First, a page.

As is common in this generation of console-first/friendly titles, controls are tight and simple in HITMAN. You essentially only use a few particular keys in the game of which the functions change contexually. With keyboard and mouse, for example, the 'Q' key is often used to "subdue" an NPC. This action can then change to "snap neck" once they are unconscious. Similarly, the 'E' key will either stuff a body inside a locker or storage basket (if dragging a body near one) or instead the E key may 'eliminate' some poor soul if you catch them leaning over a high railing, gazing at the ocean. There's also some quicktime events involving the WASD keys (usually used for movement, of course) in combat, should you end up in any hand to hand scuffles. Which isn't advised and should only be a last resort; this is a game that rewards stealth and subtlety after all. Getting "made" and ending up with bullets flying past your head is a quick way to end up with a game over screen as you'll quickly get overwhelmed.
The actual levels themselves are generally, well, huge. I mean huge. The scale is very impressive and as much as the levels/missions feel literally like a stage with all the actors and props set up for you to navigate and interact with (ironically, that's literally the case for the prologue mission), it also feels quite alive. It's not uncommon for a level to feature quite literally hundreds of NPCs, all going about their business. Though certainly, some NPCs are far more important or interesting than other ones. I don't just mean the targets themselves either. There are certain NPCs, that if you get close enough to hear their conversations, may reveal what the game calls "Opportunities".
Opportunities act both as extra challenges (like achievements) and, as the name implies, give you opportunities to get close to your target in some manner. Sometimes these opportunities give you quite easy access and sometimes even a surprisingly easy kill, while other times they are a little bit more subtle. On a couple of occasions, I found that even though a certain Opportunity brought me directly to my target, even to the point of having a conversation with them, I didn't find the conditions and surroundings suitable to actually kill them. At least, not without all hell breaking loose. So in this case, I'd reluctantly back off and look for another Opportunity.
NPCs are also decently intelligent and even an everyday Joe going about his business can cause serious problems if he or she catches you doing something untoward. Not worried about the young innocent paper boy witnessing you breaking into that door? Think again. You'll likely next hear his voice shouting into the distance for help and even hear him conversing with an authority figure, telling him how someone was up to no good and giving descriptions of your current outfit!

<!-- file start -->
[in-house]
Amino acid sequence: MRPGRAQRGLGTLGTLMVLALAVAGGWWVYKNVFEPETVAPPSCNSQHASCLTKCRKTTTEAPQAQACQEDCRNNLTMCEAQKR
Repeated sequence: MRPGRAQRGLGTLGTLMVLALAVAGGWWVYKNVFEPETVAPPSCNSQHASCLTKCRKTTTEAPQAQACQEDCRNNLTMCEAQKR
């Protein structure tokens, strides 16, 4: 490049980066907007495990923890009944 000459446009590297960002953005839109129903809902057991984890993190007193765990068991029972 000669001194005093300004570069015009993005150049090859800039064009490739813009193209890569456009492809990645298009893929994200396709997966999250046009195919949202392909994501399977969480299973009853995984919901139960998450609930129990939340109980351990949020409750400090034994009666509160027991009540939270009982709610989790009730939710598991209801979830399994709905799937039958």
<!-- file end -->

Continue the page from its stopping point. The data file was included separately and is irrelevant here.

Times like that you're tempted to silence the witnesses to your crimes, which in some cases certainly is possible, but be careful - killing non-target NPCs incurs a heavy penalty to your final mission score. But if it has to be done to complete the mission in your particular playthrough, by all means, you can do it.
In saying that (how intelligent the A.I can be), things can feel a bit goofy as you play with the system. Similar to games like the Metal Gear Solid series, the "enemies"/NPCs have different stages of alertness, such as "Searching", "Suspicious" or even full on "Compromised" or "Combat" and these modes do have a cool down time. Hide long enough and the NPCs will give up looking for you. This does get a bit hilarious when you repeatedly leave bodies laying around, raise suspicion, but then hide long enough that each time everyone eventually forgets it and goes about their business.
Think about it like this: everyone is at a party, having a great time, but dead or at least unconscious bodies keep turning up. Do you just keep partying throughout the night and enjoying yourself, or do you eventually get seriously concerned and maybe even evacuate the place altogether?
I imagine you'll say the latter. But, this being a video game, the former is actually what happens and it does feel a bit odd to be able to constantly get away with so much, especially in social settings or high strung military operations. There is actually a mechanic where high-profile targets will temporarily go into an emergency lock down if there's enough overall suspicion thanks to your actions, which makes getting to your target much harder, if not impossible. But still, it's usually temporary.